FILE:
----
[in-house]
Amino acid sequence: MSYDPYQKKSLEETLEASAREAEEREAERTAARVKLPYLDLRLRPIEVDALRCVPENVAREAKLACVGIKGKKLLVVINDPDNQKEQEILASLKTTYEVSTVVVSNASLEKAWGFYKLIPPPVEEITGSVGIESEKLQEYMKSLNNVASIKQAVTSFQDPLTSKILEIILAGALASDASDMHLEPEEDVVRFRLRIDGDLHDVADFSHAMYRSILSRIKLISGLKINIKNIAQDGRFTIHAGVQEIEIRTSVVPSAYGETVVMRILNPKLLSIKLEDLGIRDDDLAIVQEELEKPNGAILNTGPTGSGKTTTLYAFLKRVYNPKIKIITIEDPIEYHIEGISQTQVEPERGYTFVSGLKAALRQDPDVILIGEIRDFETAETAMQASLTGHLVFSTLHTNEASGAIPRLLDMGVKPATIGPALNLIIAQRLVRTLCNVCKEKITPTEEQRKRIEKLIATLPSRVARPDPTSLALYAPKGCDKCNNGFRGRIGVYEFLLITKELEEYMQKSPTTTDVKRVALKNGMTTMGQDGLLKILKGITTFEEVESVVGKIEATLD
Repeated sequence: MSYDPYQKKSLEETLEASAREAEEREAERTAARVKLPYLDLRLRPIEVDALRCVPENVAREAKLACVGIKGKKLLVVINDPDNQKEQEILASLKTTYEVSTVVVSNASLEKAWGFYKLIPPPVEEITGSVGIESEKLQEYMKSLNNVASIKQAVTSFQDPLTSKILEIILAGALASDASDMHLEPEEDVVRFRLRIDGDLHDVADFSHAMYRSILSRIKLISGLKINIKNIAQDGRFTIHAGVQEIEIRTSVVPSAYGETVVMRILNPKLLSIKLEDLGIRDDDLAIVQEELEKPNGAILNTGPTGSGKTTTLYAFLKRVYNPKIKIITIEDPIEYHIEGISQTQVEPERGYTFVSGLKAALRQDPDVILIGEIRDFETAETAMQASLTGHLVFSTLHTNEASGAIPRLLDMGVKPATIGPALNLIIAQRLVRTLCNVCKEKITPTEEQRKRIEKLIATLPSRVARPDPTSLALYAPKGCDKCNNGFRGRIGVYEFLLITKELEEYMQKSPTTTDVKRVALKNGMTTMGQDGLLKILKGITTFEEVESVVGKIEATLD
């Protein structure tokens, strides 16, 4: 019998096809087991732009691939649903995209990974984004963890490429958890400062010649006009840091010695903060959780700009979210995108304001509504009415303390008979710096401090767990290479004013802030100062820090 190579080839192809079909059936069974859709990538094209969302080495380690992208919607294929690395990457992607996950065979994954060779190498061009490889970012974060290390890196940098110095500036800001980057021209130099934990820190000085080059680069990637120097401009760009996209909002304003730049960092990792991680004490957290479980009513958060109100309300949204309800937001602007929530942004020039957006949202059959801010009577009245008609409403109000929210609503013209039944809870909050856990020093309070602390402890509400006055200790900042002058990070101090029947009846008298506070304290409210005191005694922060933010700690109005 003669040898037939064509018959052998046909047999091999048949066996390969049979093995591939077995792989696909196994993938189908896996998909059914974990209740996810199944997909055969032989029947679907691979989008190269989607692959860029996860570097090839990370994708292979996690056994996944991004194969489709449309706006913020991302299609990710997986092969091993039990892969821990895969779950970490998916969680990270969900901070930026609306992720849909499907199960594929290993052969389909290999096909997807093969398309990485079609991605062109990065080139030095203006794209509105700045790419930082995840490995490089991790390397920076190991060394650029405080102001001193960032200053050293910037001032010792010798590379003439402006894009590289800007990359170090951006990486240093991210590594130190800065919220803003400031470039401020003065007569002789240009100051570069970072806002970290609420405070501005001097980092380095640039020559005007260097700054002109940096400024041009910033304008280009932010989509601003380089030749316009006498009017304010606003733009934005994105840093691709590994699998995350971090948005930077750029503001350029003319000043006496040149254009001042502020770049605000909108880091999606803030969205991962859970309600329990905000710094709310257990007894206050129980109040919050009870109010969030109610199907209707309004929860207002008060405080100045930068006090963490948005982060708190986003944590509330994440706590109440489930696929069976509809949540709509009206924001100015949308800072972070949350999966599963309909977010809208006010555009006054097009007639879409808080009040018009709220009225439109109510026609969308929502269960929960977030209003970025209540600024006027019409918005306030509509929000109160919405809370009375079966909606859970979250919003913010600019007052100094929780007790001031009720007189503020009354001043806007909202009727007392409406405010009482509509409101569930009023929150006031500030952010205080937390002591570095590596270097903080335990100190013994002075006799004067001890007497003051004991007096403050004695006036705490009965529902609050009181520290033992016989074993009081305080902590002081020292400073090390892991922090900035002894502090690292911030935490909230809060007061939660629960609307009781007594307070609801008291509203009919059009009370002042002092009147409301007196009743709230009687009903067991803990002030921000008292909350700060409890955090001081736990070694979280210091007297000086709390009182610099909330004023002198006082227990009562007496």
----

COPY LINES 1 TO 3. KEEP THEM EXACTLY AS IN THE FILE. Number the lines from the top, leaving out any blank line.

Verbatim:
[in-house]
Amino acid sequence: MSYDPYQKKSLEETLEASAREAEEREAERTAARVKLPYLDLRLRPIEVDALRCVPENVAREAKLACVGIKGKKLLVVINDPDNQKEQEILASLKTTYEVSTVVVSNASLEKAWGFYKLIPPPVEEITGSVGIESEKLQEYMKSLNNVASIKQAVTSFQDPLTSKILEIILAGALASDASDMHLEPEEDVVRFRLRIDGDLHDVADFSHAMYRSILSRIKLISGLKINIKNIAQDGRFTIHAGVQEIEIRTSVVPSAYGETVVMRILNPKLLSIKLEDLGIRDDDLAIVQEELEKPNGAILNTGPTGSGKTTTLYAFLKRVYNPKIKIITIEDPIEYHIEGISQTQVEPERGYTFVSGLKAALRQDPDVILIGEIRDFETAETAMQASLTGHLVFSTLHTNEASGAIPRLLDMGVKPATIGPALNLIIAQRLVRTLCNVCKEKITPTEEQRKRIEKLIATLPSRVARPDPTSLALYAPKGCDKCNNGFRGRIGVYEFLLITKELEEYMQKSPTTTDVKRVALKNGMTTMGQDGLLKILKGITTFEEVESVVGKIEATLD
Repeated sequence: MSYDPYQKKSLEETLEASAREAEEREAERTAARVKLPYLDLRLRPIEVDALRCVPENVAREAKLACVGIKGKKLLVVINDPDNQKEQEILASLKTTYEVSTVVVSNASLEKAWGFYKLIPPPVEEITGSVGIESEKLQEYMKSLNNVASIKQAVTSFQDPLTSKILEIILAGALASDASDMHLEPEEDVVRFRLRIDGDLHDVADFSHAMYRSILSRIKLISGLKINIKNIAQDGRFTIHAGVQEIEIRTSVVPSAYGETVVMRILNPKLLSIKLEDLGIRDDDLAIVQEELEKPNGAILNTGPTGSGKTTTLYAFLKRVYNPKIKIITIEDPIEYHIEGISQTQVEPERGYTFVSGLKAALRQDPDVILIGEIRDFETAETAMQASLTGHLVFSTLHTNEASGAIPRLLDMGVKPATIGPALNLIIAQRLVRTLCNVCKEKITPTEEQRKRIEKLIATLPSRVARPDPTSLALYAPKGCDKCNNGFRGRIGVYEFLLITKELEEYMQKSPTTTDVKRVALKNGMTTMGQDGLLKILKGITTFEEVESVVGKIEATLD